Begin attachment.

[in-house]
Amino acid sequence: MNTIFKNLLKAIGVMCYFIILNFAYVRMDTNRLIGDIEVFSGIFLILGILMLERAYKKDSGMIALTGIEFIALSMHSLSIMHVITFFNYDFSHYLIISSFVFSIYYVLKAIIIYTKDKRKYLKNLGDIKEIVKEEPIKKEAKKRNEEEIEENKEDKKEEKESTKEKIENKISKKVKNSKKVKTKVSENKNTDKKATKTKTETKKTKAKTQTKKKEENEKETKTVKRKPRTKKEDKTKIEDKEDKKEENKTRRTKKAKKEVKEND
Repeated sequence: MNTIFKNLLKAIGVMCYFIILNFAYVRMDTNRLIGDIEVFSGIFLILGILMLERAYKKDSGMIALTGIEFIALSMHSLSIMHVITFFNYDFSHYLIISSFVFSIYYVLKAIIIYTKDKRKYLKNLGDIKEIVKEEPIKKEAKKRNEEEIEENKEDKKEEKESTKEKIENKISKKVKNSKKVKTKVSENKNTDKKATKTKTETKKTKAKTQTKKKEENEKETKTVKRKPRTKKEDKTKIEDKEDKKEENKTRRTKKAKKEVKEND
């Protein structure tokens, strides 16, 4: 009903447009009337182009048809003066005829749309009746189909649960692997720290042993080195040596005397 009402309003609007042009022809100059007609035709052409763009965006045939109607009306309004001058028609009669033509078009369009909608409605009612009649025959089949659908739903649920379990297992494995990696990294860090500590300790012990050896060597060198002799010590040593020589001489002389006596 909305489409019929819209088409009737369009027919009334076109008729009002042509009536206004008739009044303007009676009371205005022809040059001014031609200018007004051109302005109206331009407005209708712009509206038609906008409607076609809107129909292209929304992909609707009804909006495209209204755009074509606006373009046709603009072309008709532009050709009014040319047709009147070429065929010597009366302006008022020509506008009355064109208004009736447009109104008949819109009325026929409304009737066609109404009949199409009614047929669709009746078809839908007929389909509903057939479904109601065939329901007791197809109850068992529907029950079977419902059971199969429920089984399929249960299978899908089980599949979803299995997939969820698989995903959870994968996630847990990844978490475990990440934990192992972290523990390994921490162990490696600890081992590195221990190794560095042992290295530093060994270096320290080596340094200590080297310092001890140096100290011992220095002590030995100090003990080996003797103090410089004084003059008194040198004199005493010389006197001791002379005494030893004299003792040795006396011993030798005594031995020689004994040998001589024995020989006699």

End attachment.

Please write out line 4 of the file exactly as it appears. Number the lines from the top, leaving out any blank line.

């Protein structure tokens, strides 16, 4: 009903447009009337182009048809003066005829749309009746189909649960692997720290042993080195040596005397 009402309003609007042009022809100059007609035709052409763009965006045939109607009306309004001058028609009669033509078009369009909608409605009612009649025959089949659908739903649920379990297992494995990696990294860090500590300790012990050896060597060198002799010590040593020589001489002389006596 909305489409019929819209088409009737369009027919009334076109008729009002042509009536206004008739009044303007009676009371205005022809040059001014031609200018007004051109302005109206331009407005209708712009509206038609906008409607076609809107129909292209929304992909609707009804909006495209209204755009074509606006373009046709603009072309008709532009050709009014040319047709009147070429065929010597009366302006008022020509506008009355064109208004009736447009109104008949819109009325026929409304009737066609109404009949199409009614047929669709009746078809839908007929389909509903057939479904109601065939329901007791197809109850068992529907029950079977419902059971199969429920089984399929249960299978899908089980599949979803299995997939969820698989995903959870994968996630847990990844978490475990990440934990192992972290523990390994921490162990490696600890081992590195221990190794560095042992290295530093060994270096320290080596340094200590080297310092001890140096100290011992220095002590030995100090003990080996003797103090410089004084003059008194040198004199005493010389006197001791002379005494030893004299003792040795006396011993030798005594031995020689004994040998001589024995020989006699």